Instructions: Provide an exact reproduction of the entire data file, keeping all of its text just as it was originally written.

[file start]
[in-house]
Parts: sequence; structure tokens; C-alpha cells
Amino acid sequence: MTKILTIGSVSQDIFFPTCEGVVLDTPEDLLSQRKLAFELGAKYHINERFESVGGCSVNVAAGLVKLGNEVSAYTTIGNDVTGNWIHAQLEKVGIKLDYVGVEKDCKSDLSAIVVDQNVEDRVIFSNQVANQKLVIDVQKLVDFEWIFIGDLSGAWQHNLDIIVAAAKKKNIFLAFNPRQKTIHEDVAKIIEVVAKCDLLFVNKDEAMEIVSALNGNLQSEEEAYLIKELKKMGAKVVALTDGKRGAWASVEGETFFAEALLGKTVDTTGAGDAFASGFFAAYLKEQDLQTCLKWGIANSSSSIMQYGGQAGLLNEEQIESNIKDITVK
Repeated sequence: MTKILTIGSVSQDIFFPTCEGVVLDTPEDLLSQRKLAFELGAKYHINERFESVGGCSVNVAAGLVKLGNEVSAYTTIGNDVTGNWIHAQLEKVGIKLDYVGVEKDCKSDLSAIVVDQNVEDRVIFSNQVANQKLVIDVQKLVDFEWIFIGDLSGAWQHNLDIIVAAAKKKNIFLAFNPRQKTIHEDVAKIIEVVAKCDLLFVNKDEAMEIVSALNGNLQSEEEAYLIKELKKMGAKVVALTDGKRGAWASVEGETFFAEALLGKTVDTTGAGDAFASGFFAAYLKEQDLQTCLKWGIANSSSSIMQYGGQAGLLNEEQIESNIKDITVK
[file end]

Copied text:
[in-house]
Parts: sequence; structure tokens; C-alpha cells
Amino acid sequence: MTKILTIGSVSQDIFFPTCEGVVLDTPEDLLSQRKLAFELGAKYHINERFESVGGCSVNVAAGLVKLGNEVSAYTTIGNDVTGNWIHAQLEKVGIKLDYVGVEKDCKSDLSAIVVDQNVEDRVIFSNQVANQKLVIDVQKLVDFEWIFIGDLSGAWQHNLDIIVAAAKKKNIFLAFNPRQKTIHEDVAKIIEVVAKCDLLFVNKDEAMEIVSALNGNLQSEEEAYLIKELKKMGAKVVALTDGKRGAWASVEGETFFAEALLGKTVDTTGAGDAFASGFFAAYLKEQDLQTCLKWGIANSSSSIMQYGGQAGLLNEEQIESNIKDITVK
Repeated sequence: MTKILTIGSVSQDIFFPTCEGVVLDTPEDLLSQRKLAFELGAKYHINERFESVGGCSVNVAAGLVKLGNEVSAYTTIGNDVTGNWIHAQLEKVGIKLDYVGVEKDCKSDLSAIVVDQNVEDRVIFSNQVANQKLVIDVQKLVDFEWIFIGDLSGAWQHNLDIIVAAAKKKNIFLAFNPRQKTIHEDVAKIIEVVAKCDLLFVNKDEAMEIVSALNGNLQSEEEAYLIKELKKMGAKVVALTDGKRGAWASVEGETFFAEALLGKTVDTTGAGDAFASGFFAAYLKEQDLQTCLKWGIANSSSSIMQYGGQAGLLNEEQIESNIKDITVK